Chipotle Just Hiked Their Prices to Help Pay Minimum-Wage Workers More, Giving Us Yet Another Reason to Eat There
If you've noticed your beloved Chipotle burrito has gone up in price and wondered what the deal is, it's not just because of the dreaded avocado shortage or the infamous steak and carnitas spike of 2K15, but actually for a much happier reason. Chipotle is increasing prices in order to pay minimum wage workers more, and if that's the case I can accept paying little bit more for my newborn baby-sized burrito, since it's for a good cause.
William Blair, an investment banking and wealth management firm, started noticing that in cities where the minimum wage had recently increased, so did Chipotle's prices. In particular, in San Francisco, where the minimum wage went up by 14 percent, the price of a Chipotle steak burrito increased about the same rate. But unlike the increased price to offset the cost of beef, the San Francisco price jumps apply across the menu, not just to certain meats. Compared to other cities, Chipotle's price hike was a lot less steep (averaging about .5 percent), leading them to conclude that the high price increase in San Francisco was tied directly to the increase in minimum wage. This assumption is at least partially correct—Chipotle told The Chicago Tribune that the minimum wage increase does play a role in the price hike, saying it was "done in part to offset higher labor costs" (other reasons include high operating costs in San Francisco).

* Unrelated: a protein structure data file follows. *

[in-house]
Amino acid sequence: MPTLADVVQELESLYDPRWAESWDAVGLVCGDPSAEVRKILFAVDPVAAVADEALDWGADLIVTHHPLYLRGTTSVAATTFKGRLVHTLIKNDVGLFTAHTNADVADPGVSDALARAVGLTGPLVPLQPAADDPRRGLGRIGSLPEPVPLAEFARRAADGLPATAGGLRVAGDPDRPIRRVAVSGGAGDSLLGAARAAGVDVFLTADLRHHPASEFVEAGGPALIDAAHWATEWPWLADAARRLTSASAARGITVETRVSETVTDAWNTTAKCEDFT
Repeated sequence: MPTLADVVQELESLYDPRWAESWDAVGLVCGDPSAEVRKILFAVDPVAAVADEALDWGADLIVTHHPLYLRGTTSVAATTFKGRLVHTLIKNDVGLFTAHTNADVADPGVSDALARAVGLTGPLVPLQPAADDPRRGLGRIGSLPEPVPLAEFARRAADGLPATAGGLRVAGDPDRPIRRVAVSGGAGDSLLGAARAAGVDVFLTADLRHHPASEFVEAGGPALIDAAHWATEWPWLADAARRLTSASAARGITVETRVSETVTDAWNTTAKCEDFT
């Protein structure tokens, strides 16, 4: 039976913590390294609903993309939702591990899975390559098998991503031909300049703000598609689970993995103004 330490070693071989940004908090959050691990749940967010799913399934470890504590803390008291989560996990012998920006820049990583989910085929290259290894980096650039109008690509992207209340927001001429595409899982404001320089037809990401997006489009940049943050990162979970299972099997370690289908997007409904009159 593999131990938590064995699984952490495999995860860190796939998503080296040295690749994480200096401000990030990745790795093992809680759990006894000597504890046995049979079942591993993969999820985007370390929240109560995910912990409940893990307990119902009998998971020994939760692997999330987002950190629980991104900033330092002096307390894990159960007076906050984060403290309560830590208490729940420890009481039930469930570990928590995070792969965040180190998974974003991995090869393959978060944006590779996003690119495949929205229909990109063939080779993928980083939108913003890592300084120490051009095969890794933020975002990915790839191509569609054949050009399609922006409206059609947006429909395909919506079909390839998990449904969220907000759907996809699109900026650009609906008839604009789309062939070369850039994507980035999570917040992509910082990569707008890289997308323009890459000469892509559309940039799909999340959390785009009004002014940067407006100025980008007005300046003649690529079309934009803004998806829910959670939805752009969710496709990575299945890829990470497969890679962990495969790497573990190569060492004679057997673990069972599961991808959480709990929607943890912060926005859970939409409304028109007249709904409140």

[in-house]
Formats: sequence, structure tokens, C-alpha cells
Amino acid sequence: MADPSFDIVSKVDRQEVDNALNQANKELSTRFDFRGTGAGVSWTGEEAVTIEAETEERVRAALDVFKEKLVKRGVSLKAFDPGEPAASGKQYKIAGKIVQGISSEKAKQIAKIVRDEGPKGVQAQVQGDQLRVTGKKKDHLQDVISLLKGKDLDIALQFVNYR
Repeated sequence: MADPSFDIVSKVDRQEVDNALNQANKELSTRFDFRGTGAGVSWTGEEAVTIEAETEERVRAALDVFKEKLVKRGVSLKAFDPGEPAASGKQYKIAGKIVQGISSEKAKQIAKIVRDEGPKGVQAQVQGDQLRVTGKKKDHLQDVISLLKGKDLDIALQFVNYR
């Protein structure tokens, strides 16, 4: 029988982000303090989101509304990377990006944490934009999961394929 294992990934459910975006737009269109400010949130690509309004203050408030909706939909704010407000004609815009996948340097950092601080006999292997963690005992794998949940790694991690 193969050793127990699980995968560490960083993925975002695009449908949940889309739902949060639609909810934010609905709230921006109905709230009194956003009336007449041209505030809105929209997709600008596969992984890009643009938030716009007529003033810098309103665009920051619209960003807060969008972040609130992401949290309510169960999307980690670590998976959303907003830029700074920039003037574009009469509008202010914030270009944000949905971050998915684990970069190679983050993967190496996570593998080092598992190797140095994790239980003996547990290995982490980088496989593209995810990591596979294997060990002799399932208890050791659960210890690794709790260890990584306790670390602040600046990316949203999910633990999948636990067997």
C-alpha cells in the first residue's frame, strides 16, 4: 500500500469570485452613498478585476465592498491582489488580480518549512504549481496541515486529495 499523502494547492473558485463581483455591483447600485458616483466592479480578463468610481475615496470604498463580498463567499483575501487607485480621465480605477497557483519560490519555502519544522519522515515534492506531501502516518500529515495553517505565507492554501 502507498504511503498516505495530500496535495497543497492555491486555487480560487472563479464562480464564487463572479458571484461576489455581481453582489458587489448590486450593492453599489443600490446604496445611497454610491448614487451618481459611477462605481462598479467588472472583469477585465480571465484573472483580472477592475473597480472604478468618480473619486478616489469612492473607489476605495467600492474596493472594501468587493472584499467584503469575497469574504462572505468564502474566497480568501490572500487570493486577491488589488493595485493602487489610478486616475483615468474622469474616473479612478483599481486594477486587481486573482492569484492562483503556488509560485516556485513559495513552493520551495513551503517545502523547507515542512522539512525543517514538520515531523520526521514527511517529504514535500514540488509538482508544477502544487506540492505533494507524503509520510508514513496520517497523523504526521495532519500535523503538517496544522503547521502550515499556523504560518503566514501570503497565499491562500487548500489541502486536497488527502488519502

While some are not impressed that Chipotle can't simply absorb the higher labor cost themselves without having to pass that onto consumers, things may not be as bad as they seem. First of all, you'd only be paying about a dollar more than you're used to paying, which is really not all that bad considering guacamole costs more than that. I would rather use my dollar and change to help people earn a living than to help myself get my avocado fix. But let's be real, I'm going to get guac anyway, because I'm a big spender like that.
All of this could mean that Chipotle might also up its prices in places like Seattle, Los Angeles, and Chicago, where minimum wage has recently gone up. But let's be real, would that stop any of us from going to Chipotle? Would anything, for that matter?